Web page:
Real Men Take Pilates Classes
A Weekly Look at How People Keep Fit
By Janice Turner as published in THE TORONTO STAR, 1998
Tony Armstrong knows guys who are into heavy-duty weight training and who think that anything less simple isn't worthy.
He's not convinced.
Plagued by persistent back, neck and shoulder pain, he decided to follow the lead of his girlfriend (now wife) and take a Pilates class, a stretch and strengthen workout that targets the abdominals as well as the muscles that surround the spine.
IT WORKS: Tony Armstrong says Pilates has helped ease his back, leg and knee pain.
Two years have passed and Armstrong, 38, producer of and cameraman for Cottage Life Television, is a devotee. He takes and hour-long session two mornings a week.
"I feel a lot better," he says. "I have less pain, better posture and, over all, more energy."
He seriously injured his knee last summer and had to have surgery. And yet he is still able to do his workout, with some minor changes.
Armstrong is no couch potato. He's an avid water and snow skier. He's also into snowboarding and loves to play tennis. He doesn't consider Pilates an exercise for wimps.
Pilates (pronounced puh-LAH-tees) is a no-impact stretch and strength workout that requires significant concentration. Some of the exercise, particularly the gentle, stretch and curl movements, can look almost cat-like.
Many of the exercises are based on familiar (though modified) movements such as leg lifts, sit-ups and push-ups. Repetitions are limited to no more than 10 so participants can focus on the quality of each movement.
Done regularly, it can result in well-toned muscles without the bulk, including a firm stomach — a goal of both men and women. It is not a cardiovascular workout, but will nicely complement that type of activity.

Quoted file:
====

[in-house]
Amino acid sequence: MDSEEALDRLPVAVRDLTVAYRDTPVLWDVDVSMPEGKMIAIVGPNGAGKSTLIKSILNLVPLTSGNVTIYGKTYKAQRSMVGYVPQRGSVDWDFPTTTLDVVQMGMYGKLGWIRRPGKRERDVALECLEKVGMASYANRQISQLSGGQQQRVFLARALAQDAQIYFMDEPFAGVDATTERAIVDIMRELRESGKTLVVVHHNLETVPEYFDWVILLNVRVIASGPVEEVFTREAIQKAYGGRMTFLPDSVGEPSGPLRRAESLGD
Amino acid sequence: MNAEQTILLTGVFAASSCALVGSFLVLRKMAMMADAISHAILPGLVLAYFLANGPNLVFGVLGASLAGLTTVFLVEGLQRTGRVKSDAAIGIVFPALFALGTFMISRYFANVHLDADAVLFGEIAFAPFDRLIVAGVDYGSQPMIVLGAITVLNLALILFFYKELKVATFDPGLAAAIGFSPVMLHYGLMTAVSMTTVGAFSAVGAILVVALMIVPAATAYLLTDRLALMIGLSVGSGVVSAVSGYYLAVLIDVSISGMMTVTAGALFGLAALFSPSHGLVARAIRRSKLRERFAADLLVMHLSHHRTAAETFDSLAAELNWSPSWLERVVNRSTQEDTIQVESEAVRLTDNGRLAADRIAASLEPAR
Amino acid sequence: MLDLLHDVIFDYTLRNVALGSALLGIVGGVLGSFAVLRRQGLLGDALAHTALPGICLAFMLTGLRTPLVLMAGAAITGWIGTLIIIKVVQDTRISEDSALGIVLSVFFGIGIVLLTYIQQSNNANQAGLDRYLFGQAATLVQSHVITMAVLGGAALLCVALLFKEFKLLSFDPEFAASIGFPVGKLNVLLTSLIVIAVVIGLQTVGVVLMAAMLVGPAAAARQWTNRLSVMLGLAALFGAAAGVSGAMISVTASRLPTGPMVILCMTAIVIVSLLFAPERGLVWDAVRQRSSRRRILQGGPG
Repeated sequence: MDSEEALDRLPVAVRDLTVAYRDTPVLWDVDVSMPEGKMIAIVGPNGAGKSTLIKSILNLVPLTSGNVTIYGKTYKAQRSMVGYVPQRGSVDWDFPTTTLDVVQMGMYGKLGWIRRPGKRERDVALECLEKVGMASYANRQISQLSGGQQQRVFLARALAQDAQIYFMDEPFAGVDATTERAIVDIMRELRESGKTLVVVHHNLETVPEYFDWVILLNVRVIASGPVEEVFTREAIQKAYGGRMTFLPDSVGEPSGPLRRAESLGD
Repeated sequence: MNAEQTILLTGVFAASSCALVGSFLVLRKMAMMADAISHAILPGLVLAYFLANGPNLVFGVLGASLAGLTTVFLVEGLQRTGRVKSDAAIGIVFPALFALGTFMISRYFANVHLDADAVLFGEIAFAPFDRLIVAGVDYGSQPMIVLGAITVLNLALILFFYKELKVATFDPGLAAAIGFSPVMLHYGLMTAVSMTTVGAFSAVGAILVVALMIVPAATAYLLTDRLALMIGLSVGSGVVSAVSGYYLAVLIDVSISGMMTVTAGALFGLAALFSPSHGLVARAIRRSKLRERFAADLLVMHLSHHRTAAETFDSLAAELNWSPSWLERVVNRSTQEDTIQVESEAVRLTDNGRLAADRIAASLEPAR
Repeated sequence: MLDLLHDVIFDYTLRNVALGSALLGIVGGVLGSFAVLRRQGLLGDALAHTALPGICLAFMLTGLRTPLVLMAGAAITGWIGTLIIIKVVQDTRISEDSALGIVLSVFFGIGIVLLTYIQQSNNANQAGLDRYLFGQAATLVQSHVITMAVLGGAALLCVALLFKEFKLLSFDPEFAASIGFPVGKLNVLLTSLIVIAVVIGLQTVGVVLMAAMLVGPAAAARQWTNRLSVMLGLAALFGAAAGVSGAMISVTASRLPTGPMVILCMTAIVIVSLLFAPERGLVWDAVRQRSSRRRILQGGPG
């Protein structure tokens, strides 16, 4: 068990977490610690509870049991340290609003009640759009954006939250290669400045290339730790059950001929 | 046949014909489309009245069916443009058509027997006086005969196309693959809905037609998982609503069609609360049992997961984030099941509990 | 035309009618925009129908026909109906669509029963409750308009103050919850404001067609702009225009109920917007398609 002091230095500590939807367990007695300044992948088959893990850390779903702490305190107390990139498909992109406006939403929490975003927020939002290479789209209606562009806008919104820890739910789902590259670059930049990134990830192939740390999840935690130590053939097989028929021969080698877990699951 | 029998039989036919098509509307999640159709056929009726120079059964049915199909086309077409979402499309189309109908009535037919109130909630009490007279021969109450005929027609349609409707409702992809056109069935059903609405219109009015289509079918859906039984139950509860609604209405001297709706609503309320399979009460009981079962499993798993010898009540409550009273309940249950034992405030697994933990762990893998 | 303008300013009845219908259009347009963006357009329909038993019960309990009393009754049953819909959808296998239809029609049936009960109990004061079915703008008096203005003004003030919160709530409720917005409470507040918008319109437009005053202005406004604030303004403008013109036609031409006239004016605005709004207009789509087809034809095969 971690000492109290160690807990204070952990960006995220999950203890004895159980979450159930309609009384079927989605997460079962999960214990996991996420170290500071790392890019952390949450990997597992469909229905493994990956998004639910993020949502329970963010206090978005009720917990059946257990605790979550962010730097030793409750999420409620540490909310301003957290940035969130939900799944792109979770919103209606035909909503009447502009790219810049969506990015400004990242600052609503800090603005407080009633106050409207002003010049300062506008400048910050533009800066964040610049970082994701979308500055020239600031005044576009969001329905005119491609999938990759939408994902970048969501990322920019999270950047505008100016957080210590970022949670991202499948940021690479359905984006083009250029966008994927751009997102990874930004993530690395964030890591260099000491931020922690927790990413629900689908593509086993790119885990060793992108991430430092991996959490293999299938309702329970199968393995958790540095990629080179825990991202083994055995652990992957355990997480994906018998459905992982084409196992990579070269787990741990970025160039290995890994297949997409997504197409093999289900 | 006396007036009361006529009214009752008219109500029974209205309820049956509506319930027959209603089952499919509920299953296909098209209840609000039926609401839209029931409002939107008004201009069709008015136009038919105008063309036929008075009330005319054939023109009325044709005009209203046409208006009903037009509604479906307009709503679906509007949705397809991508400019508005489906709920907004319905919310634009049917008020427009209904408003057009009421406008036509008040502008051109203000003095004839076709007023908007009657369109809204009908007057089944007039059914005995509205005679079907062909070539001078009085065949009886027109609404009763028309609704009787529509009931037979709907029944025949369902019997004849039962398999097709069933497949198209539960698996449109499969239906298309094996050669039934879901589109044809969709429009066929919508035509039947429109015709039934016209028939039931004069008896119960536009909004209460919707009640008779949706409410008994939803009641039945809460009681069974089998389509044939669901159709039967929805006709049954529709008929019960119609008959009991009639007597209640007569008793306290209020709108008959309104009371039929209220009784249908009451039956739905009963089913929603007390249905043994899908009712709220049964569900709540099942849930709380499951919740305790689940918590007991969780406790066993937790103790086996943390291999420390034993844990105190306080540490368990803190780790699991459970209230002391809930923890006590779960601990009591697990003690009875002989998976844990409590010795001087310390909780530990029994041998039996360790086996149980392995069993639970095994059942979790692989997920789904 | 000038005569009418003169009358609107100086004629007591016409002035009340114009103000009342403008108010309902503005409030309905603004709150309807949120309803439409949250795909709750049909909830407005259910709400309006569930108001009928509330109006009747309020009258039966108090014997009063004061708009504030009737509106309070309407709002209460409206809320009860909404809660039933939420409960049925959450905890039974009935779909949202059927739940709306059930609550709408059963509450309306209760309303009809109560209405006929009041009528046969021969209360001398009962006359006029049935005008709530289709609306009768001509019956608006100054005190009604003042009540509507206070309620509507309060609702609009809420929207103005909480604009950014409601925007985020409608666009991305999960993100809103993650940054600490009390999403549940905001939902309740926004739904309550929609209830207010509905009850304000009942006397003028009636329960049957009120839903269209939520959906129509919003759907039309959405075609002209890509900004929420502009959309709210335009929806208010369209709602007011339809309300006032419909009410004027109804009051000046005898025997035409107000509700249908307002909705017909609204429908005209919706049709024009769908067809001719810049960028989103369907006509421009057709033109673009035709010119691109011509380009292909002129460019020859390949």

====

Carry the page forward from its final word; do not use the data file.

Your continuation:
Moira Merrithew, 38, an ex-ballet dancer who opened Stott Pilates Studio in Toronto in 1987, has developed a contemporary approach to the conditioning regimen pioneered by Joseph Pilates more than seven decades ago.
At an hour a session, participants definitely break a sweat
Because the concept is often described as having elements of yoga, it can be a tough sell for some, particularly men who associate a "real" workout with high-impact pursuits.
Terming it kinder and gentler can be misleading, she says. At an hour a session, participants definitely break a sweat.
Pilates is based on the premise that building strong core muscles can bring the spine and the rest of the body into balance. It is a concept that has been popular among dancers for nearly 80 years.
A routine can be done on the floor with just a comfortable mat, or done with a variety of equipment.
Pat Saunderson, 67, has been doing Pilates off and on for the last nine years.
"I find the stretching useful in keeping the body limber," says Saunderson, who took up golf last year, four years after having hip replacement surgery.
"I'm generally healthy, from a heart point of view, but I am not very flexible. I find I stretch better, and I basically feel better."
"I feel looser and I can do things a lot more easily, even just bending down to pick up a golf ball. I find you tend to slowly stiffen up as you age and this sort of offsets the process."
People who walk, bicycle and are generally active often overlook the importance of maintaining flexibility.
Saunderson suspects Pilates is more popular among women because "women exchange information about their bodies a lot more freely than men do."